Student-Faculty Team Publishes Study on Invasive Species
The work of four SUNY Oswego student researchers and a faculty member tracking and potentially combatting an invasive fruit fly recently earned publication in the Zoological Science section of PeerJ, an open access, peer-reviewed journal.
Assistant Professor Peter Newell in the department of biological sciences led the study, titled “The microbiota of Drosophila suzukii influences the larval development of Drosophila melanogaster,” which spanned two years and included contributions from four undergraduate students: Gabrielle Solomon ’18, Hiruni Dodangoda ’21, Rita Ntim-Gyakari ’20 and Tylea McCarthy-Walker ’20.
Solomon trapped and identified Drosophila suzukii, an invasive species of fruit fly that has been damaging fruit crops throughout North America. When she caught her first specimens at Rice Creek Field Station, it was the first reported sighting in Oswego County.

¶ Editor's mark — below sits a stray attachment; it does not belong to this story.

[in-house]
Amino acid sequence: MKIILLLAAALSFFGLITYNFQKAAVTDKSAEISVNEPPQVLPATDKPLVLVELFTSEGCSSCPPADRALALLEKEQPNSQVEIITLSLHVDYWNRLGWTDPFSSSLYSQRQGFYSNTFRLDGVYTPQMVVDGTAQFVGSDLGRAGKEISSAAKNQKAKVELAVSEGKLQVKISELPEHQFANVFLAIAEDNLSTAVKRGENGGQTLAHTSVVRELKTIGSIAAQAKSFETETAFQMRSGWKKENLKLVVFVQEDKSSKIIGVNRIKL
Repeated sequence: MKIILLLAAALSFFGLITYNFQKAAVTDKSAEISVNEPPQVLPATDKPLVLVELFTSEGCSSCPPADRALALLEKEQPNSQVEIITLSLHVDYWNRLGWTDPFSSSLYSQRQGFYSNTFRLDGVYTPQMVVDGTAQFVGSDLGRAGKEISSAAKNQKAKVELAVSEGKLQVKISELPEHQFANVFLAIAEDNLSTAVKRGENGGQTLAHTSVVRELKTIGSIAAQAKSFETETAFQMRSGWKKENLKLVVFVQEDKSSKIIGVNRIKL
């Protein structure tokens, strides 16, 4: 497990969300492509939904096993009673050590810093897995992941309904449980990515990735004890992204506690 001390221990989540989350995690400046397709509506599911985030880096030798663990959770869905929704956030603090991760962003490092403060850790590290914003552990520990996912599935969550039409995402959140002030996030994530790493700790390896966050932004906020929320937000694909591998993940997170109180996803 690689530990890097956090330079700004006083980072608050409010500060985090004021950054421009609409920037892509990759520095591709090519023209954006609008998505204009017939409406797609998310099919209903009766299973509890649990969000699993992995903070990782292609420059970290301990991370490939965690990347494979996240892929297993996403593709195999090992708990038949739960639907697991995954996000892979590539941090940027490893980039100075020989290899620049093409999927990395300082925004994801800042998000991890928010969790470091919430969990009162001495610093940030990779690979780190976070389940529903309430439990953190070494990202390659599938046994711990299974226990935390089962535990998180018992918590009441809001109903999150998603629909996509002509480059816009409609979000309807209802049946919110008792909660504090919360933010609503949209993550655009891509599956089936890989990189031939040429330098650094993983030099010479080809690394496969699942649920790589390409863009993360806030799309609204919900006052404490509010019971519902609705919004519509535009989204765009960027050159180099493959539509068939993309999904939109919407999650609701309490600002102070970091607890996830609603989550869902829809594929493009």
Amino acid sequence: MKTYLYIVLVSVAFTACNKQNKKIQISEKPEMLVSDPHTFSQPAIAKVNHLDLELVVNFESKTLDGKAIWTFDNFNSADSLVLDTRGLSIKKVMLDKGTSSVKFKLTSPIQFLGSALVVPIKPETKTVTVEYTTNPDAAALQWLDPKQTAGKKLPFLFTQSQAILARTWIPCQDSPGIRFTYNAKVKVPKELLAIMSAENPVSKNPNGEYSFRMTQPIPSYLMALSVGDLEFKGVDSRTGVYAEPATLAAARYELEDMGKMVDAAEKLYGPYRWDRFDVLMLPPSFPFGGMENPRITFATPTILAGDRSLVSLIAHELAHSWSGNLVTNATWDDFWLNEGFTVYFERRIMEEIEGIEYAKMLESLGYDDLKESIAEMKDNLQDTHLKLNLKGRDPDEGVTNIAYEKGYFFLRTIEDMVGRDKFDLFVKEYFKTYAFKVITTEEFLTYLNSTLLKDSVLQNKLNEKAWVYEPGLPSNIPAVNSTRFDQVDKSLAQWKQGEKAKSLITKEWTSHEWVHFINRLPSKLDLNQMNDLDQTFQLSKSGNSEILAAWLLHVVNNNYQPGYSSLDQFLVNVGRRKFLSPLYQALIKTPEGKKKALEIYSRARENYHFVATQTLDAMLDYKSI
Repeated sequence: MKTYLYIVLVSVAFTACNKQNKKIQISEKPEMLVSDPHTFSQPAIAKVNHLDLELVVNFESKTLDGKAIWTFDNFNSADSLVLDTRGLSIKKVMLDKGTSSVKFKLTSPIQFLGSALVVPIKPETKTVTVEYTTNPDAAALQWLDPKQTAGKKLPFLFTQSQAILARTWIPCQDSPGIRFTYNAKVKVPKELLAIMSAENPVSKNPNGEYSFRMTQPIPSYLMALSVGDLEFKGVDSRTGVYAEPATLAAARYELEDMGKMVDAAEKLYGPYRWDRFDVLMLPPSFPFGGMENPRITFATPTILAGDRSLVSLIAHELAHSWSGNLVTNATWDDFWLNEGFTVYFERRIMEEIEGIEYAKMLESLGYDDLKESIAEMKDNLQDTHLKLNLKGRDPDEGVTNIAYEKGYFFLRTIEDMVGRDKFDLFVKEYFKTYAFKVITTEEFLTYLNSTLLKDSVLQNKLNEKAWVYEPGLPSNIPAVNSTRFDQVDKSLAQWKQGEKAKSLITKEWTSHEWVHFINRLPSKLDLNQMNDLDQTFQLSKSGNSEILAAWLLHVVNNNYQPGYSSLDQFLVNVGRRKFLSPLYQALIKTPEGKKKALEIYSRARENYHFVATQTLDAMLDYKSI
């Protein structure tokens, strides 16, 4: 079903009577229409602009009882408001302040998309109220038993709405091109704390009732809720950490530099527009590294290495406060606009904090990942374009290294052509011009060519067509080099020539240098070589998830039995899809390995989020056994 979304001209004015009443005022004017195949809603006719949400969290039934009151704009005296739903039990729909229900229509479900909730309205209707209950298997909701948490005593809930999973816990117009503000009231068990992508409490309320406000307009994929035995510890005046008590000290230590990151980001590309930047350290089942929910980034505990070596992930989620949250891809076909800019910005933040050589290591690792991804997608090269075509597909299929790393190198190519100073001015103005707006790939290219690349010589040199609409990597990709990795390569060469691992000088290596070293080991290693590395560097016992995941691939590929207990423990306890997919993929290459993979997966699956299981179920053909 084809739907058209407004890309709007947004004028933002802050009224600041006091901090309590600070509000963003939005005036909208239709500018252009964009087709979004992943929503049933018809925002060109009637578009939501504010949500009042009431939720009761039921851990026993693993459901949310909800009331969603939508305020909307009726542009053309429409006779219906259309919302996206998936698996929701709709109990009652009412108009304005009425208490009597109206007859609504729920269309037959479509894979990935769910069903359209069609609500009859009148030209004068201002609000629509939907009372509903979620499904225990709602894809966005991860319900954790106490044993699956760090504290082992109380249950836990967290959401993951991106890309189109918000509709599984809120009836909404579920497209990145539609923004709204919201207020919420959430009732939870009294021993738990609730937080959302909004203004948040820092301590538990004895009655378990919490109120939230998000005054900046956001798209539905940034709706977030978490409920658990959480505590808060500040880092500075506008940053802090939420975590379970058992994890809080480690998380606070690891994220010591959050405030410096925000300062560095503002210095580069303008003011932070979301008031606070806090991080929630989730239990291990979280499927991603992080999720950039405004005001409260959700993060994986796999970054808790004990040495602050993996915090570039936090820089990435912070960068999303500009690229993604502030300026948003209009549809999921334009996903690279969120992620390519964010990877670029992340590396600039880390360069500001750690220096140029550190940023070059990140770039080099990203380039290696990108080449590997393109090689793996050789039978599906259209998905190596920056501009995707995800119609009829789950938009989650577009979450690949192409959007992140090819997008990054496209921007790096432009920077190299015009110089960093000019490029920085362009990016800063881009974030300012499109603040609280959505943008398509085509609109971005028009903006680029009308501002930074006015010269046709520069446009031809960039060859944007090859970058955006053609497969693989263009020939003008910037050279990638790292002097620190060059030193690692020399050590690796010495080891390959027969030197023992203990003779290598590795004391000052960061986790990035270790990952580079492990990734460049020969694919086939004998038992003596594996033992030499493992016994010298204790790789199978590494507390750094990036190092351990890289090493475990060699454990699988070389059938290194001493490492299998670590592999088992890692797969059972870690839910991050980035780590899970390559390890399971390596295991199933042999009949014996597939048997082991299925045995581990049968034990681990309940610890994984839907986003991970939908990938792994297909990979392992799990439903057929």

From there the research moved into the lab, where Solomon sampled and analyzed the microorganisms associated with the insects. The students tested whether the microbes from D. suzukii had an impact on the growth and development of the common fruit fly, D. melanogaster.
“The two species compete for habitat, and the microbiome may be an important dimension of this interaction,” Newell said. “By gaining a better understanding of interactions between species, this research may help control populations of D. suzukii, which are having a negative impact on fruit growers in New York state and beyond.”
The research was also supported by the Rice Creek Associates, the Possibility Scholars program and the Office of Research and Individualized Student Experiences, which receives support from The Fund for Oswego.
You might also like
More from Campus Currents
'Oz Virtual Village' Highlights Alumni Special Talents, Interests With the dramatic cultural shift stemming from the COVID-19 pandemic last spring, the Development and …
Dolan Scholarship Supports Children of Police, Firefighters For Dan Dolan ’84, establishing a scholarship at SUNY Oswego enabled him to tie together …